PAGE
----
Wednesday, September 26, 2007


My wife and I don't grow anything to eat.

There's be no point to it, anyway, as a deer is like a bunny rabbit around here. They eat at the prickly barberry bushes and nibble the spiny leaves off the hollies now. It would be a 24 hour counterassault to try to safeguard actual food from them. Neither one of us comes by it naturally anyway.

My beloved Uncle Raphael grows things to eat. He has a soft spot for enormous gaudy flowers, too. In the early summer he'll attend any fete with a huge bucket of blooms for the hosts. But this time of year, it's all food he brings.

I can't remember the latin term, exactly. Glebae ascriptii, I think. Google is no help. It might be forty years since I read the term, but it stuck. It meant tied to the land, I believe. It referred to people who were serfs, who literally came with the property.

I can't imagine our ancestors were very wealthy before they crossed the ocean in big rusting freighters to scratch out a life here in America. When I think of paisan, I think of peasant. That is its literal derivation, though that is obscure now. You are my friend, my countryman, my compatriot, because like me, you scratch your living out of the same earth.

I wonder if we were glebae ascriptii. I'm sure we were paisans. I wonder if it is in our bones, somewhere, the wonderful magic of bringing forth life from the land. If it's in my bones, it is hiding well. Maybe Uncle Ray got mine. He certainly got more than his share. I can't think of another man that has conjured more things out of this earth and sea than he. It has to be enough, perhaps that he is my zio Raphael, and thinks to give the fruits of his labor to his nipote.

It was common in the working trades to labor next to those that were older, and learn from them. That was the compact. The grail for the younger man was always the grudging respect you could earn with your effort from the older and wiser man. His nephews all took a run at it. Uncle Ray wore us all out. We brought in reinforcements and they flagged. He's retired now, long after he should have been. Now he wears us out with his tomatoes. Someday he'll wear out the other archangels with his smile.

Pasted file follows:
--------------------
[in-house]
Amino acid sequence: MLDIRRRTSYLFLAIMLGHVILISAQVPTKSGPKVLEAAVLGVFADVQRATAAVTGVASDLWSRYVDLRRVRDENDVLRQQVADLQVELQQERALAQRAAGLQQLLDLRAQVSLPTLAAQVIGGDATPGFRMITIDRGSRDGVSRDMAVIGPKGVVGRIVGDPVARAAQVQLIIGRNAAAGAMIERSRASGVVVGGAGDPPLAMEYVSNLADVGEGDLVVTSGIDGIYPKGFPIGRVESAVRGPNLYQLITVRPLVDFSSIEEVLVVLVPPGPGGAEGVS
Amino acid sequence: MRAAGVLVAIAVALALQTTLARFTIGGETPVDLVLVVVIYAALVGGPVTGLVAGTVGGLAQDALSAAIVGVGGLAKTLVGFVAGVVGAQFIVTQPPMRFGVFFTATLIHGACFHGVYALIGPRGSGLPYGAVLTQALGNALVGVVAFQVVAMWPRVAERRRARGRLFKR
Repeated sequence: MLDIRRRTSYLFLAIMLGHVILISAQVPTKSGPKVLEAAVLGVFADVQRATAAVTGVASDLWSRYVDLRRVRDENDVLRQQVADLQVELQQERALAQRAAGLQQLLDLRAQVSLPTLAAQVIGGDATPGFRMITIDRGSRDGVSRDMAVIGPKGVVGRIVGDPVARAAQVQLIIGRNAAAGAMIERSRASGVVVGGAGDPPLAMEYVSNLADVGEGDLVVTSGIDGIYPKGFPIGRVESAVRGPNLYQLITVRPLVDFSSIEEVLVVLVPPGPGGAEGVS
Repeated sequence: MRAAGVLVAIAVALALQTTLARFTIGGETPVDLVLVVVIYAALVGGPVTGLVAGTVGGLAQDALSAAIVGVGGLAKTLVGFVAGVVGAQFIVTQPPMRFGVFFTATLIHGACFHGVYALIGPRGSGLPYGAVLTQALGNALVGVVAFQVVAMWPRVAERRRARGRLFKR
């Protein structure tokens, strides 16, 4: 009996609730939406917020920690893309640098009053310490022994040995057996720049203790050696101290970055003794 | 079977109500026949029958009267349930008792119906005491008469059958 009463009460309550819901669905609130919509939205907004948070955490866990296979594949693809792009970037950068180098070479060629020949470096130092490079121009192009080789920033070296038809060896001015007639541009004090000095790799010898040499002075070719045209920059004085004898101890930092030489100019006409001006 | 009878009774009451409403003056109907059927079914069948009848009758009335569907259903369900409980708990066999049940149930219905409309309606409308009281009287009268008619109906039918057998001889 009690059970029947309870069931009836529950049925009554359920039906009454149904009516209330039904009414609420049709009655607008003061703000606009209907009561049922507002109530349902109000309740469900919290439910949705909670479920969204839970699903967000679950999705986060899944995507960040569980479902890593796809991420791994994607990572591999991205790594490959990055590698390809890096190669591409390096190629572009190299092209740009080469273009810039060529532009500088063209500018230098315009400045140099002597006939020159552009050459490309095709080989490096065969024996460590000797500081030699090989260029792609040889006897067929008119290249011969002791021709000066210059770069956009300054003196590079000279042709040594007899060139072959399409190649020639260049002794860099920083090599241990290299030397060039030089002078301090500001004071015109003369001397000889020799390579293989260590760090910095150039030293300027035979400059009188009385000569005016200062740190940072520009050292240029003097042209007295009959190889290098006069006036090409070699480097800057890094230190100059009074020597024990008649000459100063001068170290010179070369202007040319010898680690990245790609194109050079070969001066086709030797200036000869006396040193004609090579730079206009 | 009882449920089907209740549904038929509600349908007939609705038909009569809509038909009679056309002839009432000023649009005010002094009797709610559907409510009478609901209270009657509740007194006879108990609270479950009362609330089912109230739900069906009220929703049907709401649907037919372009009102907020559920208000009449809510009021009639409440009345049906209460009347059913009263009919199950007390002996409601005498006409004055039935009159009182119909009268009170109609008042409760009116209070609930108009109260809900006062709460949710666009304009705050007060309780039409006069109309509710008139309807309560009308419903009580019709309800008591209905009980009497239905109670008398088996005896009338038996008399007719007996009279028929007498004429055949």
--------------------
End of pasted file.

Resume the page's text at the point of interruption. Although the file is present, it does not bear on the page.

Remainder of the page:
Bruce G Charlton said...


Mis-print in the penultimate line.

Tamara said...

This brings back lovely memories of my Zio Joe, who had an enormous garden (well, enormous to an 8 yr old's eyes, anyway) where he would grow luscious tomatoes and other good things. He also made his own wine.

Every nipote should be blessed with such a zio as this.

Becky said...

Adscriptus glebae, one of the benefits of my NYC private school education.

Though I'm now married to a farmer (and home educating the nippers and yes, with some Latin) and very much tied to the land. My husband is also a builder, and I do like that the kids work alongside, and learn from, us, year-round. Though I'll be the first to admit this isn't particularly normal by North American standards anymore.

SippicanCottage said...

Becky- Thanks for that. I can't tell you how that vexed me trying to recall it.

Thanks Bruce-I fixed it.

Tamara- Zio is a lovely word, isn't it? Raphael is a lovely uncle, so the title fits.

Ruth Anne Adams said...

Apt that he is named after an archangel.

My Dad earned his living in the soil, too. "Who plants a seed beneath the sod and waits to grow believes in God."

Anonymous said...

My ancestors (worked on the I-M canal before purchasing the farm) were tied to the soil for 3-4 generations in Northern Illinois, But my Dad's siblings left for Chicago. Dad stayed behind, but went to work in the coal mines when his father wouldn't mechanize the farm.

Didn't matter in the end. The government took the farm for the Joliet Arsenal in WWII. It's now a nature preserve. Wish we could have gotten it back. Fond memories of my Grandfather and two Great Aunts.

Studied Latin for four years under the Benedictines. Don't recall adscriptus glebae, but then I don't recall my declensions either. It was a while back :)


Sissy Willis said...

It was "Greek" to me, but I WAS able to find the correct Latin words and etymology for adscriptus glebae via a somewhat contorted google search:

(from Lat. ad, on or to, and scribere, to write + glēba, clod)

Write to Clod? Write on Clod? Right on, Clod!

Right on Karen, too, for knowing without benefit of google.

Janet said...

He must be related to my very Italian father-in-law. His garden is positively frightening.